Jeff: ‘T9 is awesome. Here’s their home page.’
☞ There’s an on-line demo and even a training game. And for the words your cell phone’s predictive text doesn’t recognize – it will, in the future, once you spell them out the long slow way.
This nine foot-long syringe by sculptor Edie Brown incorporates a 55 gallon oil drum and is called, Oil Addiction. The U.S. uses 178 of these drums every second.
It was placed in an exhibit of oil drum art for New Haven’s International Festival of Arts and Ideas and it won an award. (Do you know of an environmental organization that might want to display it? I think it would go well in the lobby of the Energy Department or Environmental Protection Agency, but not under this administration.)
Steve: ‘There are many reasons why one person may (however irrationally) hate another enough to commit a heinous act, and no one wants to see crimes against their own group be considered less deserving of punishment than another. However, it is the essence of hate crime statutes to make such a distinction and elevate some over others. To argue inclusion of gays and lesbians is to argue a step towards the effective repeal of the statutes, for when all cases are ‘special,’ none will be.’
☞ Well said – but I think incorrect. It’s not just African Americans who are protected now, it’s people of ANY race, including white (even though there have obviously been more hate crimes against blacks than whites). It’s people of ANY religion who are protected (even though synagogues tend to be defiled more often than churches). And, yes, if a bunch of hateful gays hopped into their pick-up and found some apparently straight man at random, chained him to their truck, and dragged him through the streets of West Hollywood until he was decapitated – they would be guilty of a hate crime if hate crimes based on ‘sexual orientation’ were added to the existing 1968 federal statute. Because, yes, in a sense all people ARE special, and none should have to fear being targeted just because of who they are.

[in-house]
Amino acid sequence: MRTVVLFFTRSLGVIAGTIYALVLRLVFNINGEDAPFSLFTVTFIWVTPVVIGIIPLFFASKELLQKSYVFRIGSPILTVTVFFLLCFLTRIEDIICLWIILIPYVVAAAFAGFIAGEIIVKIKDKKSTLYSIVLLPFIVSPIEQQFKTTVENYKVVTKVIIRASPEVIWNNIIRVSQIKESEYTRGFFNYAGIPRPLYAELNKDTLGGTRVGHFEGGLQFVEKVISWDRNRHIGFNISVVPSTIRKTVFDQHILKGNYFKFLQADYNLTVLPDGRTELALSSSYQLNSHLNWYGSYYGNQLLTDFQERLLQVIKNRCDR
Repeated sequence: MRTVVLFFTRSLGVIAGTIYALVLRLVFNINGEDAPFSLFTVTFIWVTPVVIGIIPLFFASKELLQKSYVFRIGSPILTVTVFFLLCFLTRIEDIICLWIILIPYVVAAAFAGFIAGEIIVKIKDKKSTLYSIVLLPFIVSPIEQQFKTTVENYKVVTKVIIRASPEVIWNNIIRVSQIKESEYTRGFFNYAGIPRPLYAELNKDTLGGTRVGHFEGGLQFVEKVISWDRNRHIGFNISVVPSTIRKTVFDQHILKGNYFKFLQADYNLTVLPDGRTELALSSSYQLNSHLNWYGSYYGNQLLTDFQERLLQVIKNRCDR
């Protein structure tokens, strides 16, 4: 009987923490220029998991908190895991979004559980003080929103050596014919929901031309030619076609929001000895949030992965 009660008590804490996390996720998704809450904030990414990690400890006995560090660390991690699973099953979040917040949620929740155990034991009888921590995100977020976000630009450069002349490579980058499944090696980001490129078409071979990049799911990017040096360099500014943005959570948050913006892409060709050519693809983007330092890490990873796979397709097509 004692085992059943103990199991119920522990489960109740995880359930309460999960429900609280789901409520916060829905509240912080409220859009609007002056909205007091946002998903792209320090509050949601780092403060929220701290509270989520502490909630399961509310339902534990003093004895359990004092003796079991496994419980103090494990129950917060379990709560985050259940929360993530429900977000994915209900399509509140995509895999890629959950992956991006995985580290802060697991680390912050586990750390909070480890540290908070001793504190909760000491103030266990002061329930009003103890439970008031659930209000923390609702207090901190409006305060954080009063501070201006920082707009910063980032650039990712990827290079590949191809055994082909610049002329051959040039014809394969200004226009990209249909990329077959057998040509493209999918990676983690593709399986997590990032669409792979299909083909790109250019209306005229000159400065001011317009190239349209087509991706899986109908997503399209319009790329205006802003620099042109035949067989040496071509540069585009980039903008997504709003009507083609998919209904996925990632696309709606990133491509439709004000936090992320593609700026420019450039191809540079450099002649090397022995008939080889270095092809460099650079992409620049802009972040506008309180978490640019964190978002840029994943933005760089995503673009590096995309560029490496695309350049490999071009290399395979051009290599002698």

More of your comments in the days to come.
Quote of the Day
On the day of the 1983 economic summit, James A. Baker 3rd, then chief of staff, realized Mr. Reagan had not read his briefing book. When Mr. Baker asked why, Mr. Reagan responded, 'Well, Jim, The Sound of Music was on last night.'~Professor Herbert S. Parmet reviewing President Reagan: The Role of a Lifetime
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